Several people have asked me to comment on an article in the NYT about the reaction of to the Japanese people to the three Japanese taken hostage in Iraq. The article describes how everyone including the politicians in Japan are angry at the hostages for causing trouble to the Japanese government and being irresponsible.
There are many conflicting reports about whether they were reckless or not and what their motives were so I won't comment on that. I also don't feel strongly personally on this issue so I'm not going to make a judgmental point either. What I would like to describe is a bit more background on how Japanese think about responsibility and apologies.
I think one of the things that made many Japanese I know upset were the parents of the hostages making public statements about how the government should help get the hostages back without apologizing first about causing trouble for the government. Even if they didn't believe it, it would be proper Japanese etiquette to say this first. It's quite cliche, but it's true that if you get into an automobile accident in Japan, even if you think it's probably the other person's fault, you apologize first. Japanese are warned not to do this in the US because apologizes imply responsibility. In many cases, apologies in Japan are a formality and skipping them is rather rude. I think many people thought these parents were "rude" on a national scale. Another example of a throw-away apology is that when you ask for a waiter in a restaurant, you say, "I'm sorry... or excuse me." We often apologize profusely when in doubt or are requesting any kind of favor.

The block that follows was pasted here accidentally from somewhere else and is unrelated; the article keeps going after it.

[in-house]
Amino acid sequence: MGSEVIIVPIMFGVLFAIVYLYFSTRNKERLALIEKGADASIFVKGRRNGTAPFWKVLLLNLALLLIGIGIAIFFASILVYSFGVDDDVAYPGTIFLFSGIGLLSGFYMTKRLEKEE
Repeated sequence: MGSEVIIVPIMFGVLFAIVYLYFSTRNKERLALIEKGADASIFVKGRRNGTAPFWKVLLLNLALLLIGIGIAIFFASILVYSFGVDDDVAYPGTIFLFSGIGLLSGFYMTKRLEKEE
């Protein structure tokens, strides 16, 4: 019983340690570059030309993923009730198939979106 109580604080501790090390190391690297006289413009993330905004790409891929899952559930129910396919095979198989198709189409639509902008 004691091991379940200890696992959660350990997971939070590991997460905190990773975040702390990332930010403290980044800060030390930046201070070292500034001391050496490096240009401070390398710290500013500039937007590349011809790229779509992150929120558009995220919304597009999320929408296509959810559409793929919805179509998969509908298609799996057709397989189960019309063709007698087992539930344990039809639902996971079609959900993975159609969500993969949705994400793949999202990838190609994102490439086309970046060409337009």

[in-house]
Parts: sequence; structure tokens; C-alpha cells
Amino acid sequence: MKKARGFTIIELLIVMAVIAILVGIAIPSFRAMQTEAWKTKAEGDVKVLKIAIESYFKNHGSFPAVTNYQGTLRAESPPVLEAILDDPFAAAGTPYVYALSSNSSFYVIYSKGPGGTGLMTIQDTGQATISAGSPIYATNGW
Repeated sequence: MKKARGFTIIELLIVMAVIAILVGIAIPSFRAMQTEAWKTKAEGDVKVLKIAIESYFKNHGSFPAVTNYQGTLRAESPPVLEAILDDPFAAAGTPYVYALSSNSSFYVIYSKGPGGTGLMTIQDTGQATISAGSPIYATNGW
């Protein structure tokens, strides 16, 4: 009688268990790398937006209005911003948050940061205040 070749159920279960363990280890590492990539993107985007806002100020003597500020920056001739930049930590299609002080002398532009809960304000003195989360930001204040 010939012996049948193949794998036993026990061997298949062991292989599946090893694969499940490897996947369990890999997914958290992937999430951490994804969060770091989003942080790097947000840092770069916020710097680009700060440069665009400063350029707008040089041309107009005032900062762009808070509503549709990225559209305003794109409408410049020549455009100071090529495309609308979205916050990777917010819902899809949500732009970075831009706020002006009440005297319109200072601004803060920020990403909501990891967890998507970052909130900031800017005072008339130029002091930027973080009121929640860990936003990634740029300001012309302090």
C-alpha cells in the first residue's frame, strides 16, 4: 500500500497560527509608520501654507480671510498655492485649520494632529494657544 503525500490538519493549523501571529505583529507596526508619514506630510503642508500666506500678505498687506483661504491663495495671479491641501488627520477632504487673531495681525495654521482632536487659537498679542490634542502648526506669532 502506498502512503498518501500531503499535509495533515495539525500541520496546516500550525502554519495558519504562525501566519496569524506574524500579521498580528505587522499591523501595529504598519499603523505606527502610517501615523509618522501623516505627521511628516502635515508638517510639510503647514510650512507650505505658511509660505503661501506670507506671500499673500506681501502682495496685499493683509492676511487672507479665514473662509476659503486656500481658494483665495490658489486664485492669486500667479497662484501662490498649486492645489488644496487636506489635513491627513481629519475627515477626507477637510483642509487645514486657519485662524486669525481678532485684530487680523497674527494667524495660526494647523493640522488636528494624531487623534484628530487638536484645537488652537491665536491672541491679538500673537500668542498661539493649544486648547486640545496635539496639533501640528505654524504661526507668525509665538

An important psychological element is that even though we are individuals, we often represent the group. I have something like 16 or so generations before me on my gravestone and I often feel like a mere blip in the history of my family. Taking risk or tainting my family name is not something that I can freely do without feeling the guilt and responsibility to my ancestors.
It's also interesting to note that most Japanese children's cartoons have story lines where they are a team. Often one of the members get in trouble or drop out of the group and the whole show is about how the group tries to help the drop out get back in tune with the group. It's usually the group saving the single "problem" member. On the other hand, many American cartoons are super-heros who are independent and save the world through taking risk and being different. I know I'm generalizing here, but people who watch a lot of Japanese TV will understand what I'm saying I think.
I once talked to one of the directors of the Sumo Wrestling association. She said she always had a great deal of difficulty explaining one of the core principles of Sumo to foreigners. Sumo wrestlers are not supposed to show anguish when they lose or happiness when they win. They are to be emotionless and stoic. "Like a rooster carved out of wood," she said. This is a very central theme to many of Japanese aesthetics. This Japanese stoicism is central to much of the Japanese lack of sympathy to heroics, I think.
Although I understand what the NYT article is saying and I don't necessarily agree with the way the hostages are being treated and picked on right now, I think that lack of initial apologies and the feeling of Japanese to heroics in Japan is behind the reaction. Having said that, I think this attitude is what is hampering Japan's entrepreneurism as well as Japan's ability to participate as a leader in global affairs. It's a fairly deeply rooted cultural theme that won't change very easily though.
As usual, I'm happy to hear dissenting opinions.